Sunday 3 November 2019

Coping with Borderline Personality Disorder at University

Charlotte shares her experience of struggling with mental health at university and the support that she has found useful. This blog is for both those who suffer with Borderline Personality Disorder and those who may wish to support someone with it or understand it further.
- Charlotte

Experiencing university, and the new relationships it brings, with Borderline Personality Disorder, has been one of the most challenging yet rewarding times in my life so far. I have had some of the best and worst experiences here and learnt not only how extreme the struggles of mental health can be but how much support is available in a university setting. Despite my previous diagnosis of depression and an eating disorder, I wasn't officially diagnosed with Borderline Personality Disorder until just before my third year. However, the disorder has been affecting me for my whole life, particularly since I started university. 

Borderline Personality Disorder (now frequently referred to as Emotionally Unstable Personality Disorder) is an emotional regulatory disorder which impacts hugely on personal relationships, individual behaviour and, of course, on mood. It has nine symptoms; however, a person only needs to experience five of the nine to meet the criteria for diagnosis. Due to this, no two people with Borderline Personality Disorder are the same, and I can only speak from my own perspective. I personally experience all nine of the symptoms, however, some are far more problematic and prevalent for me than others. For me, my biggest issues are unstable personal relationships, mood swings and impulsive behaviour. 

In this blog post, I will be focusing on personal relationships. Because of the way that my mind works, I find it extremely easy to become attached to people. I meet certain individuals who I put on a pedestal and become fascinated with. My relationship with them becomes integral to my mood; when things are good with that person everything feels wonderful but if anything happens that I perceive as rejection, my world comes crashing down. This is very difficult at university when you are meeting a lot of new people in a brand-new environment.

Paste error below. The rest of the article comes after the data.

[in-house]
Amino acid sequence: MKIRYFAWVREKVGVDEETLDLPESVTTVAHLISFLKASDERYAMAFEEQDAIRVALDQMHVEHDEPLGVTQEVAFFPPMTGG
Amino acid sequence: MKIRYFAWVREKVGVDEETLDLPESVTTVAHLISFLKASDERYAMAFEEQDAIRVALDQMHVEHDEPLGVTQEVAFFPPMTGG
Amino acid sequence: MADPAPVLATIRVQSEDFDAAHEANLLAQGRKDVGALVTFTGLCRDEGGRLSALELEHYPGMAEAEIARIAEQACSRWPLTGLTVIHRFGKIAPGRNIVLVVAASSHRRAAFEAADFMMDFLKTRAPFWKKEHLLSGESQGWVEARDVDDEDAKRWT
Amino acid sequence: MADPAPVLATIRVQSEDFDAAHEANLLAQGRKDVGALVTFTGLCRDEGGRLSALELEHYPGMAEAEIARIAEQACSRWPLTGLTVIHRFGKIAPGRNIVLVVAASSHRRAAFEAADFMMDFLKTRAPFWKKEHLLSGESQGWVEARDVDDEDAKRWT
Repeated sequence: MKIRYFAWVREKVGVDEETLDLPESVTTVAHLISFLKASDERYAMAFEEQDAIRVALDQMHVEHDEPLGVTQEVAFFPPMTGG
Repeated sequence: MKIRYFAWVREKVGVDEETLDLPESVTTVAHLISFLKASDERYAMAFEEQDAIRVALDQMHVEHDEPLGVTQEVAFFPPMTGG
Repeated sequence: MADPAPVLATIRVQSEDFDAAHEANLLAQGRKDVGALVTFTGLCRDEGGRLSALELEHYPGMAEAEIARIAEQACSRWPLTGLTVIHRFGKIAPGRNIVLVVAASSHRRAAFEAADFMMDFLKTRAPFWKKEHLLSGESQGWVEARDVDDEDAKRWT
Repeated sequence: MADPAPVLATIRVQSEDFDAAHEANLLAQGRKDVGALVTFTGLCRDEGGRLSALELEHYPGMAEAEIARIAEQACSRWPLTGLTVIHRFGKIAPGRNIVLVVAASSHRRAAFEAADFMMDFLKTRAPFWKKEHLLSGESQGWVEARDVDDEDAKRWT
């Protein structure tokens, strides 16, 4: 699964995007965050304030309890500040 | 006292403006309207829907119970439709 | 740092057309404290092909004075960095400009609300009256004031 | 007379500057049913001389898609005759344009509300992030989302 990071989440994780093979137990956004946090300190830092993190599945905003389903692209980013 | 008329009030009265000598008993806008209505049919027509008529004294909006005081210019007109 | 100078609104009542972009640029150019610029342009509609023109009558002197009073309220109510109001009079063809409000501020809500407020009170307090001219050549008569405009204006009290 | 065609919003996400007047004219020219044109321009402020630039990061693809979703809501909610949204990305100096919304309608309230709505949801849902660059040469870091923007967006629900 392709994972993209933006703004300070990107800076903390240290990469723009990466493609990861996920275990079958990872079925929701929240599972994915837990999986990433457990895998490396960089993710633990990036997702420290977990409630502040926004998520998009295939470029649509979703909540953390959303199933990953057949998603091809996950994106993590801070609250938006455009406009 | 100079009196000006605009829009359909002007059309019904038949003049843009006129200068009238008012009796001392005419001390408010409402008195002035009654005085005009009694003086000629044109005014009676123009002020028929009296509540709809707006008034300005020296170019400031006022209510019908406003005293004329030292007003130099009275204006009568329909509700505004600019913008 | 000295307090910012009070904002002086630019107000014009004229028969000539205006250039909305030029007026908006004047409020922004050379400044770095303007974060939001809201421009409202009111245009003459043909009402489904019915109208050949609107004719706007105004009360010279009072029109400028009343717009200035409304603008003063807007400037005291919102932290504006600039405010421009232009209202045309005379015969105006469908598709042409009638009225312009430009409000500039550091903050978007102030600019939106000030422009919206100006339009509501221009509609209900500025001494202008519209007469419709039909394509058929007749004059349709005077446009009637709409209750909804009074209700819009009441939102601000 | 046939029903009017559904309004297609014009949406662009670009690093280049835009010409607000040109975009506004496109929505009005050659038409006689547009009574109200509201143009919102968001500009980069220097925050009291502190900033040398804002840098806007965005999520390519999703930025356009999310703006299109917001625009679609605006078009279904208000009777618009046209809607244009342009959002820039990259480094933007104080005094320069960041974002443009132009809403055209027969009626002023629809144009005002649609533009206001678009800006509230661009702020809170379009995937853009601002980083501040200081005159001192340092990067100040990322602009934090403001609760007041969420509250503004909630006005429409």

Naturally everyone is looking to make new friends and form new connections, however, the way I form connections is very spontaneous and I can be quite intense. I try to hide this from people but there comes a point where that no longer feels possible. The downside of this is that occasionally I have found it has caused me to lose friendships or put huge amounts of pressure on romantic partners. The fallout of the first attachment I formed at uni was difficult to process and resulted in me taking actions in an attempt to end my life. That was when I realised something had to change

My first port of call was my supervisor who was extraordinarily helpful. She expressed her regret at what had happened but also took practical steps to support me with accessing the help I needed, by giving me the option to take time off from university and providing me with contact details for the support team. In the end, I decided to use both options, a short break from my studies assisted me in clearing my head and getting some removal from the situation, and I have returned to the university support services several times throughout my three years. The university counselling offers emergency and booked appointments so is useful in providing consistent support or something more last minute and flexible. 

Without such services and support, I would have struggled to get this far in my degree, and I would strongly encourage anyone who is struggling to take advantage of all support that is available to them. Upon graduating, you may find that accessing support with such short wait times is more difficult than it was at university, so take the first steps to getting help as soon as you can. In such a challenging time which brings a lot of change and pressure, you deserve to be supported.

If you're looking for support, or want to support somebody else, you can find more information here.
More tips on accessing support at University can be found here.

I'm Charlotte and I'm a twenty-four-year-old Theatre student, originally from London. I was first diagnosed with Borderline Personality Disorder this year however I have been living with it for as long as I can remember. I want to be open about my experiences in the hope that people can either relate to them or learn from them. University is a challenging time, made even more difficult by mental illness but there are ways to make things a little bit easier for yourself.


  1. Really insightful and brave, I can't wait to read more of your work X

  2. Beautifully explained. You're inspiring. X

  3. Hi you have written in useful way. Hope you have got counselling on behaviour therapy. Have you learnt any meditation technique? There are some meditation method which will help to clear negative emotions and thoughts in subconscious level. It will bring more peace and clarity within you. If any thoughts please share.